The 3 coming changes in netbook technology which will make them mainstream in education by 2010

March 15, 2009 by · 2 Comments
Filed under: Netbooks 

To wrap up this week in which we have have been talking about the use of netbooks in education I thought I would look forward over the next two years to how these machines might change. In all of this I am predicting that netbooks will start to become mainstream in education by 2010. From 2012 onwards I believe they will be in the majority of students hands in UK education. You might sniff at this suggestion as ridiculous but I would strongly disagree. When I started teaching nearly 9 years ago in September 2000 I vividly remember making an appointment to see my then Headteacher at Brookfield School in Hampshire. My meeting was to discuss using the only laptop (his!) in the school and the only data projector which was held in reprographics. This was a forward thinking school and within 5 years every room had a projector and interactive whiteboard with every teacher using a laptop. Change happens quickly in ICT education!

So over the week we have talked about all the different types of netbook and the trials we are running. We hope to roll out to a whole year group in Sept 2010 and here are the 3 main changes I think will happen by then to make netbooks a genuinely robust and powerful tool for learning in the classroom.

Change 1- Battery life and charging speed is changing very fast.

At present all laptop manufacturers are looking for the Holy Grail of a whole day working on one charge of battery. Our Samsung NC20s are currently providing 5-6 hours on one charge and we are arriving at the full day of 8 hours very quickly. Our 5-6 hours is achieved with users not restricting their settings whereas careful tuning seems to get the machines towards the full day. Given we are unlikely to get 1500 students doing this I think we need to get a full day our of them at full usage. Of course the biggest issue then is those students who haven’t turned up with a full battery- what do you do then?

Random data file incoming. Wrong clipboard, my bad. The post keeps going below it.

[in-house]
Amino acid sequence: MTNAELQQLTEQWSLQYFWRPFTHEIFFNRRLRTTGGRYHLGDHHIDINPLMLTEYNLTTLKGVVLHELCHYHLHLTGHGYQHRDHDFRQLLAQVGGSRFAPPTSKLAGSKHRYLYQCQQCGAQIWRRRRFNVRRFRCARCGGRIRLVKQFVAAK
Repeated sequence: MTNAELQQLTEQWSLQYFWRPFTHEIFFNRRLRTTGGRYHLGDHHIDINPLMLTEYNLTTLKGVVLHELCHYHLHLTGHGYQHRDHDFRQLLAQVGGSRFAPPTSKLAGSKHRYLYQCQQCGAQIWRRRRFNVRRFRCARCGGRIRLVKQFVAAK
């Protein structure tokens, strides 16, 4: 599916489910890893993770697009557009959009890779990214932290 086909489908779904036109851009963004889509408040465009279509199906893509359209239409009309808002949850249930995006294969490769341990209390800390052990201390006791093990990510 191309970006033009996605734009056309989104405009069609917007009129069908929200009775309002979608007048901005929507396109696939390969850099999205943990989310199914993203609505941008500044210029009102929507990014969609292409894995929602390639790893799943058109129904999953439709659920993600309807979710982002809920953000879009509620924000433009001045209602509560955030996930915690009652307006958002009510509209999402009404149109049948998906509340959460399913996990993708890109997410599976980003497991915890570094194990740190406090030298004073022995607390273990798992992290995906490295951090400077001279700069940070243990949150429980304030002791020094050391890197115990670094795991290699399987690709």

Perhaps the most exciting news on this front emerged this week in the media. It appears that technology allowing laptop batteries to charge in just a few minutes is just 2 years away. This will potentially eliminate the single biggest headache for e-learning leaders when considering a roll out of netbooks.

Change 2- The move to SSD over HD

Alongside this change will be the wholesale move to Solid State Drives from Hard Drives. Whilst I have been touting this for 6 months with colleagues I am sure it will happen in the next 18 months. At present price is still the bug bear here (I am paying £200 more for a 128GB of SSD over 320GB of HD on my new DELL!) but the technology is developing so that larger drives and cheaper prices per GB are coming through. Expect SSD only netbooks as standard by the summer of 2010. If you don’t think SSDs are important in the development of faster and more efficient machines check out this great video but be warned it is geeky!


 

Change 3- Improved processors and Graphics

This is an area which much less certainty in terms of where the market will be in 2010. Intel have recently brought our the N280 Atom over the N270 which sees the clock speed move up from 1.6GHz to 1.66GHz.  Our students will increasingly live in an HD world and the N280 has HD capability whilst at the same time graphics performance looks set to improve with NVIDIA releasing the 9400M chip. Whilst it is less clear where this market will be in 2010 you only have to look at how laptops have improved in the last 3 years through processor and graphics development to realise we will see major advances in the next 18 months.

Comments

2 Responses to “The 3 coming changes in netbook technology which will make them mainstream in education by 2010”
  1. NathanB says:

    Mike,

    We have a netbook program running in 3 year levels here, and our solution to the battery problem is a charging dock and a “swap-and-go” program for batteries. The HP 5103 NetBooks gets 6 hours, but if a student finds their machine flat, they just pop down to IT Central and swap the battery for a fully charged one.
    We keep 24 spare batteries in the charging docks and don’t seem to run out.
    Not a cheap solution though (docks are expenisve), but it’s taken the stress away from staff and students.
    Regards,
    Nathan

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